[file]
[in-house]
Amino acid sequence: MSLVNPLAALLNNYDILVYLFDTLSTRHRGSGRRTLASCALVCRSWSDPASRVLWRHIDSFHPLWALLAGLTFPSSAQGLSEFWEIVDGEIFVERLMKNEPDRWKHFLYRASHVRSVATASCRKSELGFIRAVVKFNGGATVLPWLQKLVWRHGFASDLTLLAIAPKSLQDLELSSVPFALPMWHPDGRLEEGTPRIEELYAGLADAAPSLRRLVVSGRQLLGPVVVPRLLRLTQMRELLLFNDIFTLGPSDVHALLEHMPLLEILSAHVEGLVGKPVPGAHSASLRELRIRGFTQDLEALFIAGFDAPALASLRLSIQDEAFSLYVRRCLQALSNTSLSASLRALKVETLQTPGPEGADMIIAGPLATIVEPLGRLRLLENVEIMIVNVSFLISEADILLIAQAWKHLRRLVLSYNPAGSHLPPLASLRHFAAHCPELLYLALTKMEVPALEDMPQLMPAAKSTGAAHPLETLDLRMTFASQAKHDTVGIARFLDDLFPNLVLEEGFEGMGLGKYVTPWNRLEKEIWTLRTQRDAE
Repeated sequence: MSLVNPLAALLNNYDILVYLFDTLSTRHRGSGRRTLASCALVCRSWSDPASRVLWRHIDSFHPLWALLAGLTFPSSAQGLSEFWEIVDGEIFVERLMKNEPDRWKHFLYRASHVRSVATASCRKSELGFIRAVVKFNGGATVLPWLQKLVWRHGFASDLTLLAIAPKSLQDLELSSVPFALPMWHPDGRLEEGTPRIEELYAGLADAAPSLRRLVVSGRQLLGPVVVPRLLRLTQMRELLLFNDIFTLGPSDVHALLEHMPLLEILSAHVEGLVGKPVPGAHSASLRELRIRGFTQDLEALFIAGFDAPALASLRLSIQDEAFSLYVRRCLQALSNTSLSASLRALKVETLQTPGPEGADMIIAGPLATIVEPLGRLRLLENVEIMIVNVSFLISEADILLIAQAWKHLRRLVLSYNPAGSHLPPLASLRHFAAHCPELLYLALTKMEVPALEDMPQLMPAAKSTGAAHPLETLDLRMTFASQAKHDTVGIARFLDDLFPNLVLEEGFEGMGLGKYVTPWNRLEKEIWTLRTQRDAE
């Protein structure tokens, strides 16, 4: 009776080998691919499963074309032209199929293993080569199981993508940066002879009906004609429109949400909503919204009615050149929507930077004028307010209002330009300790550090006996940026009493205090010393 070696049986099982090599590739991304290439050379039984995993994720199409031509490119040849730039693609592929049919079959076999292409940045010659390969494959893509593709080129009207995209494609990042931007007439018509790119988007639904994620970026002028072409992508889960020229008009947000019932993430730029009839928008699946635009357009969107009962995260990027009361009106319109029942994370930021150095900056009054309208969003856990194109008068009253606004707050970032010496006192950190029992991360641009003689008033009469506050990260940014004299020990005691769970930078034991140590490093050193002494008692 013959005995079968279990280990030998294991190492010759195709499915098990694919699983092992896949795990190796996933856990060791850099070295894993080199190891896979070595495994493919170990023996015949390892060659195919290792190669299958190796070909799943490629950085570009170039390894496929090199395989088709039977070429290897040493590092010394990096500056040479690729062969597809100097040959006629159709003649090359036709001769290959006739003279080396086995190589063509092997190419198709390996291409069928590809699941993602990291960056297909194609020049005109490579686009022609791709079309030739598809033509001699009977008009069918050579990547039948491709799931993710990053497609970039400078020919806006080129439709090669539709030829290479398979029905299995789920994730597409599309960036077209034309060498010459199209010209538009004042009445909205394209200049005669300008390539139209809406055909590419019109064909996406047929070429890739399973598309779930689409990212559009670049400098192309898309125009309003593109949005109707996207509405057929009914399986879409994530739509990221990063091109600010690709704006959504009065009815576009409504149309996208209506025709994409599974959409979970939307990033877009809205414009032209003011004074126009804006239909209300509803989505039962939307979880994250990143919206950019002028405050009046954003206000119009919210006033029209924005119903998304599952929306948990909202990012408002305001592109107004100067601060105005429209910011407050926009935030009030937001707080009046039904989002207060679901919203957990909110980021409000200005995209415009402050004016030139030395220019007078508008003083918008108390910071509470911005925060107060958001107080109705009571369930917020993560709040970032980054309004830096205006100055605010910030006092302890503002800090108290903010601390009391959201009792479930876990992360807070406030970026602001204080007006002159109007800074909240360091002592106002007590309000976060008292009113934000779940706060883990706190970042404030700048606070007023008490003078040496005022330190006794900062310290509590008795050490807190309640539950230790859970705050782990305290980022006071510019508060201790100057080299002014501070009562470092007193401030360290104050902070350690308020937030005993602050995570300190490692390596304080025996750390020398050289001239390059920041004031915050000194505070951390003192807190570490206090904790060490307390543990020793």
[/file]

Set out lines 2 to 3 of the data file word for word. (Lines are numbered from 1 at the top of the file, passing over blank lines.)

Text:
Amino acid sequence: MSLVNPLAALLNNYDILVYLFDTLSTRHRGSGRRTLASCALVCRSWSDPASRVLWRHIDSFHPLWALLAGLTFPSSAQGLSEFWEIVDGEIFVERLMKNEPDRWKHFLYRASHVRSVATASCRKSELGFIRAVVKFNGGATVLPWLQKLVWRHGFASDLTLLAIAPKSLQDLELSSVPFALPMWHPDGRLEEGTPRIEELYAGLADAAPSLRRLVVSGRQLLGPVVVPRLLRLTQMRELLLFNDIFTLGPSDVHALLEHMPLLEILSAHVEGLVGKPVPGAHSASLRELRIRGFTQDLEALFIAGFDAPALASLRLSIQDEAFSLYVRRCLQALSNTSLSASLRALKVETLQTPGPEGADMIIAGPLATIVEPLGRLRLLENVEIMIVNVSFLISEADILLIAQAWKHLRRLVLSYNPAGSHLPPLASLRHFAAHCPELLYLALTKMEVPALEDMPQLMPAAKSTGAAHPLETLDLRMTFASQAKHDTVGIARFLDDLFPNLVLEEGFEGMGLGKYVTPWNRLEKEIWTLRTQRDAE
Repeated sequence: MSLVNPLAALLNNYDILVYLFDTLSTRHRGSGRRTLASCALVCRSWSDPASRVLWRHIDSFHPLWALLAGLTFPSSAQGLSEFWEIVDGEIFVERLMKNEPDRWKHFLYRASHVRSVATASCRKSELGFIRAVVKFNGGATVLPWLQKLVWRHGFASDLTLLAIAPKSLQDLELSSVPFALPMWHPDGRLEEGTPRIEELYAGLADAAPSLRRLVVSGRQLLGPVVVPRLLRLTQMRELLLFNDIFTLGPSDVHALLEHMPLLEILSAHVEGLVGKPVPGAHSASLRELRIRGFTQDLEALFIAGFDAPALASLRLSIQDEAFSLYVRRCLQALSNTSLSASLRALKVETLQTPGPEGADMIIAGPLATIVEPLGRLRLLENVEIMIVNVSFLISEADILLIAQAWKHLRRLVLSYNPAGSHLPPLASLRHFAAHCPELLYLALTKMEVPALEDMPQLMPAAKSTGAAHPLETLDLRMTFASQAKHDTVGIARFLDDLFPNLVLEEGFEGMGLGKYVTPWNRLEKEIWTLRTQRDAE